. Advertisement .
. Advertisement .
I’m building a new program, but when I run it, an error pops up. The error displayed is as follows:
error: lvalue required as unary '&' operand
I have tried several workarounds, but they still do not get the desired results. If you have come across this situation and have a solution for the “lvalue required as unary ‘&’ operand” problem, please let me know. Here is what I do:
strftime(AppTime, sizeof(AppTime),"%Y/%m/%d %T", localtime(&((long)u32_Time)));
The cause: The address-operator
&requires a variable from which to get the address. Your cast
(long)u32 Timeproduces a temporary that does not necessarily reside in memory and so it has no address that can be accessed. Then it was an imprecise unusual extension if that code ever compiled someplace.
The standard extension, §5.3.1,3 requests:
std::localtimerequires a pointer to a
std::time_t, you should give one. Casting a C-cast is not portable, and casting to
longis much less portable.
It may be sufficient to use
std::time_ton your current platform if and only if the
std::time_ton your current platform is also an unsigned 32 bit type with the same representation as your
Keeping the value in the correct data type first would be more usable:
It is probably better to begin with the error. An “lvalue”, which is something that appears on either side of an equals sign, is a value. This means that the argument you make to the “address operator” (&) must be something you can assign to. This is not syntactically correct in your case.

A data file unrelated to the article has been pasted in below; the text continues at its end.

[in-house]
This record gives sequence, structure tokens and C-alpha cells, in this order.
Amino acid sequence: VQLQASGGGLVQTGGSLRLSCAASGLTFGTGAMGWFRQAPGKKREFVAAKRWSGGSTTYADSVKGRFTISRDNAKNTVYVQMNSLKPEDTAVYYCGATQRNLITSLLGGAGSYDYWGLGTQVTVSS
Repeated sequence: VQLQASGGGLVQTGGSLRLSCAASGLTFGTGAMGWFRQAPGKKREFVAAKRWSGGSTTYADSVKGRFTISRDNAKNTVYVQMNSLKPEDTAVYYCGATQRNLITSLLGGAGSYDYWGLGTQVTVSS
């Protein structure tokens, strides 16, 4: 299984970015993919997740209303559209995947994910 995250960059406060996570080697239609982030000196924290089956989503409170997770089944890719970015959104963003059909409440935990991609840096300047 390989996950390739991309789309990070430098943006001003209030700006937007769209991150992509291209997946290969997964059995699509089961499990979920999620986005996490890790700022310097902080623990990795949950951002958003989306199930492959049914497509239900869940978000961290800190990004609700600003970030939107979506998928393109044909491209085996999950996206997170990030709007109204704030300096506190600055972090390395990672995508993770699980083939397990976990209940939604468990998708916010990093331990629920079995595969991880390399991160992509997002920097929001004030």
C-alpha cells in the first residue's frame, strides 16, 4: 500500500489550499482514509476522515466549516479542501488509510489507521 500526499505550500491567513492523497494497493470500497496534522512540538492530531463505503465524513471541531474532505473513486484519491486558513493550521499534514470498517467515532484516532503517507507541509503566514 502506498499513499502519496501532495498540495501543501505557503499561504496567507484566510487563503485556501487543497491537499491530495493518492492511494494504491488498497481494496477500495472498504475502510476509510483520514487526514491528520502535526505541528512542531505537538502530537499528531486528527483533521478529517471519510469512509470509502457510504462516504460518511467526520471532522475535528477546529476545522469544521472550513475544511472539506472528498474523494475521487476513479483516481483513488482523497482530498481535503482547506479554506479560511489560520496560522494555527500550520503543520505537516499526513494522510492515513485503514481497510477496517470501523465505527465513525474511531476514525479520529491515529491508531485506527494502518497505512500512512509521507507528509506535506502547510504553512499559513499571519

This restriction is due to the fact that the & operator returns an address for something that is stored somewhere. (long)u32_Time doesn’t exist, but u32_Time does.
It might have worked on more tolerant compilers, as it would allocate space for the long representation u32_Time, and then give you an indication to that. However, I doubt that this will work (as you can see in Linux Server release 6.1).
You can fix this by creating a new variable, and taking its address instead.
But that’s not perfect. Localtime expects a pointer to time_t, not a long pointer. While they may be identical on your platform, it’s better to have: